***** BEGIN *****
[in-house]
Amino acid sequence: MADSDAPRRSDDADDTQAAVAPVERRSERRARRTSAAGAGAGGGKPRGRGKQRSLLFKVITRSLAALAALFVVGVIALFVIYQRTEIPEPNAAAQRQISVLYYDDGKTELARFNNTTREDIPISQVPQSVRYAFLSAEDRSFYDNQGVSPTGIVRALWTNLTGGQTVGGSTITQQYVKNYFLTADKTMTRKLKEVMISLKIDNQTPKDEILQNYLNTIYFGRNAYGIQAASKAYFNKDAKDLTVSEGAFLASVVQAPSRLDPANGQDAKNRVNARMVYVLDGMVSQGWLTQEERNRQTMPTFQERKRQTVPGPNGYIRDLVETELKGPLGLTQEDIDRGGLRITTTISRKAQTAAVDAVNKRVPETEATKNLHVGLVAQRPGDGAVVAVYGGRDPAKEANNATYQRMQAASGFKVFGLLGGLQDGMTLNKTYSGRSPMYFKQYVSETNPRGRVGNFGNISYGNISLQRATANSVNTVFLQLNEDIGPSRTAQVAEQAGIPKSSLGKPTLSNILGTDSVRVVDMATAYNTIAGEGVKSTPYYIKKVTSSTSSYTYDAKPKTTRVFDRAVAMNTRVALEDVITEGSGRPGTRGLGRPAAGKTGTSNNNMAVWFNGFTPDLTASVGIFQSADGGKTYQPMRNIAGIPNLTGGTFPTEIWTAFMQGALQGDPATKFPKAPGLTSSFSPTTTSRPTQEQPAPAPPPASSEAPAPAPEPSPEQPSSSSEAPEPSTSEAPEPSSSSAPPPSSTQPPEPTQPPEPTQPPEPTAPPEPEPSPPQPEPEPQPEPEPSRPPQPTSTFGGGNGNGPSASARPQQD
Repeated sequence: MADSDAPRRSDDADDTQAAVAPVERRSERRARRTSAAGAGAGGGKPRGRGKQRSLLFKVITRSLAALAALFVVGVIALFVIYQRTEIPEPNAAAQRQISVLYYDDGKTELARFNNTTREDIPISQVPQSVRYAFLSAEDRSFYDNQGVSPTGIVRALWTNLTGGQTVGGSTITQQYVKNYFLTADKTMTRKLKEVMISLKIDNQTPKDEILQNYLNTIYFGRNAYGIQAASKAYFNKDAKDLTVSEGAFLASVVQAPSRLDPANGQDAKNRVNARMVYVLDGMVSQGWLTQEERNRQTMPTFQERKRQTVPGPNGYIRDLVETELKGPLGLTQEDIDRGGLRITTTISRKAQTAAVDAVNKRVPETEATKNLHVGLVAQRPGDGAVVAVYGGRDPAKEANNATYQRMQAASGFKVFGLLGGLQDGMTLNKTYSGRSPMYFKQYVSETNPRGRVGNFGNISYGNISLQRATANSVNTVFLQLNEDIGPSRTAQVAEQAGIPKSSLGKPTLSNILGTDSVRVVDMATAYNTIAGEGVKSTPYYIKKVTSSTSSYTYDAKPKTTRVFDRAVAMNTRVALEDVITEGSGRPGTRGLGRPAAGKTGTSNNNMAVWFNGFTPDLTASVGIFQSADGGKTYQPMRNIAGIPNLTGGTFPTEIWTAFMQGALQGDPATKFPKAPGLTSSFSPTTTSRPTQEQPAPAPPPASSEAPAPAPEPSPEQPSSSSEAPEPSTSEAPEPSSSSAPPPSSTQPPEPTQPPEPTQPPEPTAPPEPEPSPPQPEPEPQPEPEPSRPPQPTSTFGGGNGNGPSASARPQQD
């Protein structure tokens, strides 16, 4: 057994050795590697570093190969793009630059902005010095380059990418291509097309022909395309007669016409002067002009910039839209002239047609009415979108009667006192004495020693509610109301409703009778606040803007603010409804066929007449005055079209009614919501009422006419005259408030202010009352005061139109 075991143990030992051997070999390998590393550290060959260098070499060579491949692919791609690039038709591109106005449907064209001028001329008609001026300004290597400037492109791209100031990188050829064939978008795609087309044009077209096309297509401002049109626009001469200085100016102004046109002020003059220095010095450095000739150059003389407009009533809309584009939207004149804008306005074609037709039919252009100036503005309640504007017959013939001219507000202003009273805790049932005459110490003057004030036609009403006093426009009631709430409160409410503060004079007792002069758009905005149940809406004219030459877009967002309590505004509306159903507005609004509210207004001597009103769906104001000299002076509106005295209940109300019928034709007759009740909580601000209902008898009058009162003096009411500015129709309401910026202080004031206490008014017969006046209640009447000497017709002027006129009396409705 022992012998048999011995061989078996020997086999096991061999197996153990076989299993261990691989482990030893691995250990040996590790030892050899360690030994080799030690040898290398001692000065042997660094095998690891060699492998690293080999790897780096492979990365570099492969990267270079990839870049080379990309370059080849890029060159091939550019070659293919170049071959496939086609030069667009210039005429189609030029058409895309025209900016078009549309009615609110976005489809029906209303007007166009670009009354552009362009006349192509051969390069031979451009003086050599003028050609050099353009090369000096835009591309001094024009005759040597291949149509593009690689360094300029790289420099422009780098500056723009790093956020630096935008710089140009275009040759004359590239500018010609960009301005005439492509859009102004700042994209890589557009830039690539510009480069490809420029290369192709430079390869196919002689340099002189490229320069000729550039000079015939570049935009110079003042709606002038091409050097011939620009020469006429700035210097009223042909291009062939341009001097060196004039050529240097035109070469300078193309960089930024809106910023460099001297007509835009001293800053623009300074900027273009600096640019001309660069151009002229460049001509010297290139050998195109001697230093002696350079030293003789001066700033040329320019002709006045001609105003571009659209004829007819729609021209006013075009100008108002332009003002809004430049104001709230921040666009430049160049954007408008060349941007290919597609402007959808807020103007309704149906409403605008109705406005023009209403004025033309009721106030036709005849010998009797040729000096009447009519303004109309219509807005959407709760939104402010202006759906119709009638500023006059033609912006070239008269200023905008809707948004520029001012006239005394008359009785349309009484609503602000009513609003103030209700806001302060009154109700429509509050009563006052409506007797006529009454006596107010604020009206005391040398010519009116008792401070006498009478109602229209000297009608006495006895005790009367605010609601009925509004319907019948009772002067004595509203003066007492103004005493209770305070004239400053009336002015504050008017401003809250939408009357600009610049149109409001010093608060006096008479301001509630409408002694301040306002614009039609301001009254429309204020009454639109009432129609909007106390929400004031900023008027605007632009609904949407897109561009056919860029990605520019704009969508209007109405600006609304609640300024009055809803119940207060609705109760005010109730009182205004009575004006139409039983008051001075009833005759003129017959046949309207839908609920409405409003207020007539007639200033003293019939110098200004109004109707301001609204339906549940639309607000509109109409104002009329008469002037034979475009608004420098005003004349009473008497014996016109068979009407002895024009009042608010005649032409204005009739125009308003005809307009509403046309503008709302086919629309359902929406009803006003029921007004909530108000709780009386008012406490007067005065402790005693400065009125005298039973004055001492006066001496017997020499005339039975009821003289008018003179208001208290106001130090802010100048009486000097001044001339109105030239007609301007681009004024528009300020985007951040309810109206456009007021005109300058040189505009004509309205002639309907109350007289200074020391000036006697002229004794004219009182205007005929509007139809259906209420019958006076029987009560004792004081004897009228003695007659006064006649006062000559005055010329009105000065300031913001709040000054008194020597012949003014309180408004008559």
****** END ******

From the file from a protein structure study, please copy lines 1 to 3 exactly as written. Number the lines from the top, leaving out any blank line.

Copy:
[in-house]
Amino acid sequence: MADSDAPRRSDDADDTQAAVAPVERRSERRARRTSAAGAGAGGGKPRGRGKQRSLLFKVITRSLAALAALFVVGVIALFVIYQRTEIPEPNAAAQRQISVLYYDDGKTELARFNNTTREDIPISQVPQSVRYAFLSAEDRSFYDNQGVSPTGIVRALWTNLTGGQTVGGSTITQQYVKNYFLTADKTMTRKLKEVMISLKIDNQTPKDEILQNYLNTIYFGRNAYGIQAASKAYFNKDAKDLTVSEGAFLASVVQAPSRLDPANGQDAKNRVNARMVYVLDGMVSQGWLTQEERNRQTMPTFQERKRQTVPGPNGYIRDLVETELKGPLGLTQEDIDRGGLRITTTISRKAQTAAVDAVNKRVPETEATKNLHVGLVAQRPGDGAVVAVYGGRDPAKEANNATYQRMQAASGFKVFGLLGGLQDGMTLNKTYSGRSPMYFKQYVSETNPRGRVGNFGNISYGNISLQRATANSVNTVFLQLNEDIGPSRTAQVAEQAGIPKSSLGKPTLSNILGTDSVRVVDMATAYNTIAGEGVKSTPYYIKKVTSSTSSYTYDAKPKTTRVFDRAVAMNTRVALEDVITEGSGRPGTRGLGRPAAGKTGTSNNNMAVWFNGFTPDLTASVGIFQSADGGKTYQPMRNIAGIPNLTGGTFPTEIWTAFMQGALQGDPATKFPKAPGLTSSFSPTTTSRPTQEQPAPAPPPASSEAPAPAPEPSPEQPSSSSEAPEPSTSEAPEPSSSSAPPPSSTQPPEPTQPPEPTQPPEPTAPPEPEPSPPQPEPEPQPEPEPSRPPQPTSTFGGGNGNGPSASARPQQD
Repeated sequence: MADSDAPRRSDDADDTQAAVAPVERRSERRARRTSAAGAGAGGGKPRGRGKQRSLLFKVITRSLAALAALFVVGVIALFVIYQRTEIPEPNAAAQRQISVLYYDDGKTELARFNNTTREDIPISQVPQSVRYAFLSAEDRSFYDNQGVSPTGIVRALWTNLTGGQTVGGSTITQQYVKNYFLTADKTMTRKLKEVMISLKIDNQTPKDEILQNYLNTIYFGRNAYGIQAASKAYFNKDAKDLTVSEGAFLASVVQAPSRLDPANGQDAKNRVNARMVYVLDGMVSQGWLTQEERNRQTMPTFQERKRQTVPGPNGYIRDLVETELKGPLGLTQEDIDRGGLRITTTISRKAQTAAVDAVNKRVPETEATKNLHVGLVAQRPGDGAVVAVYGGRDPAKEANNATYQRMQAASGFKVFGLLGGLQDGMTLNKTYSGRSPMYFKQYVSETNPRGRVGNFGNISYGNISLQRATANSVNTVFLQLNEDIGPSRTAQVAEQAGIPKSSLGKPTLSNILGTDSVRVVDMATAYNTIAGEGVKSTPYYIKKVTSSTSSYTYDAKPKTTRVFDRAVAMNTRVALEDVITEGSGRPGTRGLGRPAAGKTGTSNNNMAVWFNGFTPDLTASVGIFQSADGGKTYQPMRNIAGIPNLTGGTFPTEIWTAFMQGALQGDPATKFPKAPGLTSSFSPTTTSRPTQEQPAPAPPPASSEAPAPAPEPSPEQPSSSSEAPEPSTSEAPEPSSSSAPPPSSTQPPEPTQPPEPTQPPEPTAPPEPEPSPPQPEPEPQPEPEPSRPPQPTSTFGGGNGNGPSASARPQQD